This privately-erected signpost along the standard walking route reminds that the pilgrimage to Compostella, Spain , is far from finished (953 walking kilometers to go!).

Do not turn right after Lamenchaou; despite the map, the road is unpaved. Do turn right at D412, which leads to D11 (turn right) and into Maramont-Sensacq (gite, hotel). Turn left here, and continue south on D296. (The author recommends a detour at the second right turn after Miramont-Sensacq, for a few hundred meters along the signposted GR65 walking route to see and photograph the milestone indicating that walking pilgrims have "only" 953 kilometers to go to reach Compostella, Spain; return to D296 and continue south, as road bikes cannot follow the ensuing section of the GR65.) You will now begin to encounter some small hills.

You cross into a new French department, the Pyrénées-Atlantique. Turn right on D946 near Boueilh. A huge descent takes place, followed by a couple of small climbs into Arzacq-Arraziquet. (Your location is now at the top-right of IGN map #69, "Pau-Bayonne".) Arzacq has many services, including a large supermarket, a gite and a hotel.

The author strongly recommends that you do not leave Arzacq-Arraziguet by D946, as this highway is very hilly for a long period of time. Rather, take D32 towards Mazerolles, which has one short steep hill, followed by a long descent, then one long, moderately-sloped climb, followed by another long descent -- about 6 kilometers.

At the beginning of the valley, turn right onto D262, towards Larreule. You have a choice of may flat routes, but you will probably enjoy following the white and red blazes of the GR65, through Uzan, Géus, and Pomps. (Before Pomps, when the GR crosses a field, turn left and then right to regain the GR route.)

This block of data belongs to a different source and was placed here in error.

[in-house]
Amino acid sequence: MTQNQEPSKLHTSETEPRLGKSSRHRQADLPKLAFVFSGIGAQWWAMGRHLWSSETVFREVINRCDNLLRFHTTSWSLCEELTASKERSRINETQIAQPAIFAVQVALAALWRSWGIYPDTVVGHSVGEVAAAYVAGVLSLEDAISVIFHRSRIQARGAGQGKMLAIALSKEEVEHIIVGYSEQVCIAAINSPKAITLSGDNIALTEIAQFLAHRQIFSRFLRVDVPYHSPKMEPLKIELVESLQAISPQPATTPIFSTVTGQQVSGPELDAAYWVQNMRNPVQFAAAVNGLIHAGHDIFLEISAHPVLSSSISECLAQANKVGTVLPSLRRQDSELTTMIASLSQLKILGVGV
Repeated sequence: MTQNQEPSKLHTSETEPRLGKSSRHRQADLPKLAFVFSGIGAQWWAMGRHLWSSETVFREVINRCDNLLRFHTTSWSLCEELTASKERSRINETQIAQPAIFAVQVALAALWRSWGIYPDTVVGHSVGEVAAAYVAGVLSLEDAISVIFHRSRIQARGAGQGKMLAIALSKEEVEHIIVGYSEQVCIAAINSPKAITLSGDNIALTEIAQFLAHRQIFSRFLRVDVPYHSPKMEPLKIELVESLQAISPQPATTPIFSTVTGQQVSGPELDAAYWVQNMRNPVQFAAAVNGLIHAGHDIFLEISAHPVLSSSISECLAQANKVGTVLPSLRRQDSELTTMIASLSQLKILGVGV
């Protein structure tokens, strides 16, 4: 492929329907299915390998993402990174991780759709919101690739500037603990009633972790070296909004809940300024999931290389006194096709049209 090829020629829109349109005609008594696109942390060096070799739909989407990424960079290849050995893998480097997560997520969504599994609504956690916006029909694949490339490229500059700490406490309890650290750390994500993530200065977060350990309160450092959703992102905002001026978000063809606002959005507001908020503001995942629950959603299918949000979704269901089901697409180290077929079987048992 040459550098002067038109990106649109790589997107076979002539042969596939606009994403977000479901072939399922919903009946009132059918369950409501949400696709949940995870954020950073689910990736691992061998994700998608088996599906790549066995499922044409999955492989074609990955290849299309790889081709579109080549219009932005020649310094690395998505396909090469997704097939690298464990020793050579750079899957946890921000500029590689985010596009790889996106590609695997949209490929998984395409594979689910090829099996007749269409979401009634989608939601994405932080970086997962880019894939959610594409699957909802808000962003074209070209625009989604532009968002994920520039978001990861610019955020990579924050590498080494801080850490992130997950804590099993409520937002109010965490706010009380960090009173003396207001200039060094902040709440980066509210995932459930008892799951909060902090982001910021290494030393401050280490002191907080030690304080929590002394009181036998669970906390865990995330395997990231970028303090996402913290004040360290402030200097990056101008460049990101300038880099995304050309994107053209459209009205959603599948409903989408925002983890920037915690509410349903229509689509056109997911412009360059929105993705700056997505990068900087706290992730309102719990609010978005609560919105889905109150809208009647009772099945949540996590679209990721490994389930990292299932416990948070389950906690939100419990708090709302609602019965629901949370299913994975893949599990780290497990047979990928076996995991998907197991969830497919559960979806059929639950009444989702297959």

Near Pomp, twoEnglish horsewomen pose for the camera; they have ridden the pilgrims route from Canterbury (having crossed the channel by Ferry from Dover to Calais), and will continue to Compostella. A family member drives their food, horse feed and camping equipment in the visable horse van.

When the GR crosses the main highway, D945, you have a choice: either follow the road (D269) (near the GR) to Castillon, which involves an extra very steep climb and a descent; or, turn right on D945 and follow to D946 to bypass the first climb. You arrive into Arthez-de-Béarn (100 meters above the valley, good view, gite, camping).

From Arthez proceed westward on the ridge, continuing to climb after the town, until D275 bears left and starts descending slowly, then faster At the national highway N117, turn right and ride 1 kilometer. (To reach Orthez and its train station follow N117 for another 9 kilometers.) Then turn left and cross the bridge (onto again D275) over the autoroute and the Gave de Pau River into Maslacq (hotel, gite; total of about 75 kilometers from Aire-sur-l'Adour).

Day 12: The day divides into four parts: a slow-going morning trip through the back country to Sáuvelade; a ride over very steep hills in extremely pretty country to Navarrenx; a medium-paced late morning ride through attractive rolling countryside to St. Palais; and a rapid but less interesting afternoon ride (unless you take some detours) to charming St-Jean-Pied-de-Port (77 km).

Above Navarrenx, the Pyrénées appear in the distance.